Bringing Sexy Back. – Week One Weigh In

I went for a run Friday night. The positives: I ran for 40 minutes, broke a good sweat, kept a good pace the whole time and passed a man who was running without his shirt on. You know the type, the one with the perfect, Fight Club Brad Pitt body. Granted, he’d lapped me about three times and he had started walking when I ran past him. But still…I give myself credit for it. 

The negatives: the realization that I was not sexy. Aside from the normal things that makes running un-sexy, the funniest thing happened to me. 

I was running to the beat of one of the three greatest albums, ‘FutureSex/LoveSounds’ a la Justin Timberlake. His hit, “SexyBack” came on at just the perfect time. I was getting ready to run by a crowd of people and suddenly got self-conscious. “Oh gosh, do they notice its a tid-bit-nipply?” “What if they think I run like a duck?” and “How ironic. I am incredibly un-sexy right now.” All of those flashed through my mind. In a split-second decision I decided I was going to over-compensate.

I was going to pick up my pace, hold my shoulders proudly, and make every effort to look like a gazelle.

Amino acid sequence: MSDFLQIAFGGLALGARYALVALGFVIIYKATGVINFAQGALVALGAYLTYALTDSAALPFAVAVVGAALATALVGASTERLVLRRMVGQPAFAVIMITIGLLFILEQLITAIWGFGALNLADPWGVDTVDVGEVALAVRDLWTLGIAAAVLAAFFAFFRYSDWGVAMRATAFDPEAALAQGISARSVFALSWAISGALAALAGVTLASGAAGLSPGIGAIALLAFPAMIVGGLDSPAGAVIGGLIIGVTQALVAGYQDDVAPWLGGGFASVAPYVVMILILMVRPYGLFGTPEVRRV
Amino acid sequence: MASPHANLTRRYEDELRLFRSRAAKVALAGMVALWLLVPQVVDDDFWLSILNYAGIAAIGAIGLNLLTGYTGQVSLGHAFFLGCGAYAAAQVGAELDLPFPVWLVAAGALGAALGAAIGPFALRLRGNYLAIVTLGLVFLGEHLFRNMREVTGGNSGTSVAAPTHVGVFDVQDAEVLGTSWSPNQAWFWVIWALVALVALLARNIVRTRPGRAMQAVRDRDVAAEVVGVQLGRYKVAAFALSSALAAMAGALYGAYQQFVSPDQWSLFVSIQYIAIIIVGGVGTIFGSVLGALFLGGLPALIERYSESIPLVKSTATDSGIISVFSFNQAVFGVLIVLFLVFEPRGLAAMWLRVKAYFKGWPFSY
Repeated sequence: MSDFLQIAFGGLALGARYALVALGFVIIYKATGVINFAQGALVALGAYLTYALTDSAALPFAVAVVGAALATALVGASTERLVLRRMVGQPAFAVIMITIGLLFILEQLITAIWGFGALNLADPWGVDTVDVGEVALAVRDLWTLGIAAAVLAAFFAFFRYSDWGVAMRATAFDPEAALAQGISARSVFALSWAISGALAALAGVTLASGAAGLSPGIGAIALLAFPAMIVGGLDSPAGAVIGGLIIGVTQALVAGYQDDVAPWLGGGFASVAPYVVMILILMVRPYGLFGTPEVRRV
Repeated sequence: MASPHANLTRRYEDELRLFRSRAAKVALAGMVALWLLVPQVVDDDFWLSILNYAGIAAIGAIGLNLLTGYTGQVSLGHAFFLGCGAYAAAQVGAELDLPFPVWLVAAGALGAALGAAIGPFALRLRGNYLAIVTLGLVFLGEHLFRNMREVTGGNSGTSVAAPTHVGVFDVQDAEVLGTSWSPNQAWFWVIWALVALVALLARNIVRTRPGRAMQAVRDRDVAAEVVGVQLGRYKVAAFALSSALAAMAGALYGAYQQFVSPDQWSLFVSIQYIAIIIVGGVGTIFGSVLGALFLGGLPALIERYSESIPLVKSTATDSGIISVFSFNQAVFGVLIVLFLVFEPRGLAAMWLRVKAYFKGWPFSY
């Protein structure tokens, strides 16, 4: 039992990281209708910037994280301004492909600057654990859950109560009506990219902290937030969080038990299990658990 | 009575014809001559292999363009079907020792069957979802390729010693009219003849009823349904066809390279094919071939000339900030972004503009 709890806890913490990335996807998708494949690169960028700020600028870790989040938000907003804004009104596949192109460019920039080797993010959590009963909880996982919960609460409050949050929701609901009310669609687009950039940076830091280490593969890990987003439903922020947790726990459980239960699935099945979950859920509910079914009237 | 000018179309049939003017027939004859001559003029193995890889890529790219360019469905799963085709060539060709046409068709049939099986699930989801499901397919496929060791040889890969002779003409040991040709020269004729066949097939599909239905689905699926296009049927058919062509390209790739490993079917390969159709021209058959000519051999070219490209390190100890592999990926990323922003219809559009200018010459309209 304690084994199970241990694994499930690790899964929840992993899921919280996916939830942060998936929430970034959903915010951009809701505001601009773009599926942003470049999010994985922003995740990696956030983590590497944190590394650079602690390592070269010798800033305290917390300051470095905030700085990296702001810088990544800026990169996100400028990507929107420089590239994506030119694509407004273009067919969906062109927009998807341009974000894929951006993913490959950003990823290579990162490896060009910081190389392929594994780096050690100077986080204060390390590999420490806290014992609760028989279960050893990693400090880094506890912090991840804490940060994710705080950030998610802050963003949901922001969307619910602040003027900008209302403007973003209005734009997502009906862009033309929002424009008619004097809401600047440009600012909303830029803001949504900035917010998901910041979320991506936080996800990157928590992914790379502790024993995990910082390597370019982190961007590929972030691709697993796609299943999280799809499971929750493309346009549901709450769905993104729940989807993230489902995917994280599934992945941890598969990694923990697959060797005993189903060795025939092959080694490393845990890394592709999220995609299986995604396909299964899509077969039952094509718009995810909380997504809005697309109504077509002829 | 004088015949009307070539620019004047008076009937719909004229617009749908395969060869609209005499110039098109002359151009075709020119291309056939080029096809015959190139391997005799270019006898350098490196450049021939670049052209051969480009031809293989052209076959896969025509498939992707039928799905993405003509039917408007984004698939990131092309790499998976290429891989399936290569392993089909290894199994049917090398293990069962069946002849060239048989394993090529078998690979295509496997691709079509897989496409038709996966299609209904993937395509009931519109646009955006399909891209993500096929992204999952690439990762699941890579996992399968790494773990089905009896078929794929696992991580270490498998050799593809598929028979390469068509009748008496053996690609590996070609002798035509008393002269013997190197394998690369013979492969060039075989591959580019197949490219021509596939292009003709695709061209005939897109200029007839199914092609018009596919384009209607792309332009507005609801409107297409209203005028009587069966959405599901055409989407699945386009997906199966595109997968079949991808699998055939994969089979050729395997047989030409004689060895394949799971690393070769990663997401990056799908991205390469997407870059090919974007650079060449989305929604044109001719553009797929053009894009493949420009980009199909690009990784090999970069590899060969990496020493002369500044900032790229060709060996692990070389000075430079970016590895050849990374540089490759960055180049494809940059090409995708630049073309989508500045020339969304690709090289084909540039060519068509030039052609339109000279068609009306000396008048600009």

The thing I didn’t factor in: the swarm of gnats. It is absolutely impossible to run in a sexy fashion through a swarm of gnats. Instead of peacocking my way through the crowd, I looked more like Jack Black attempting the Wobble on one leg. It was a disaster. 

Bugs were everywhere. My eyes. My nose. My mouth. My ears. Realizing my attempts at sexy were a failure, I straightened myself out and jogged sheepishly away. 

As I was running away I was convicted, confused and embarrassed. I had the very humble realization that in order to bring sexy back, I have to have had it in the first place. (Perhaps the title of this blog should really read “Getting Sexy…”)

While I was running, I began to think about how last week after my first post about starting Weight Watchers for Men, a few people thought I was too self-deprecating or self-conscious. And perhaps they were right. I didn’t give much of an explanation for why I was doing this. And honestly, I didn’t really think about it until I was running. 

For me, it isn’t because I think I’m fat. I know I’m fat. It’s not because I want to be skinny. I will never be that. Years ago, through the typical middle-school turmoil and torture, I learned that the shape of my body didn’t define me. I chose to let my mind and words do that. 

For me, doing this isn’t about bringing sexy back. Or even getting sexy. Its about being a healthier me…not for my sake…but for my future children’s. I owe it to them to be around and healthy when they get here. Its about being a good father and a good husband; one who lives to love his children well and one who lives to love his wife with all that he has.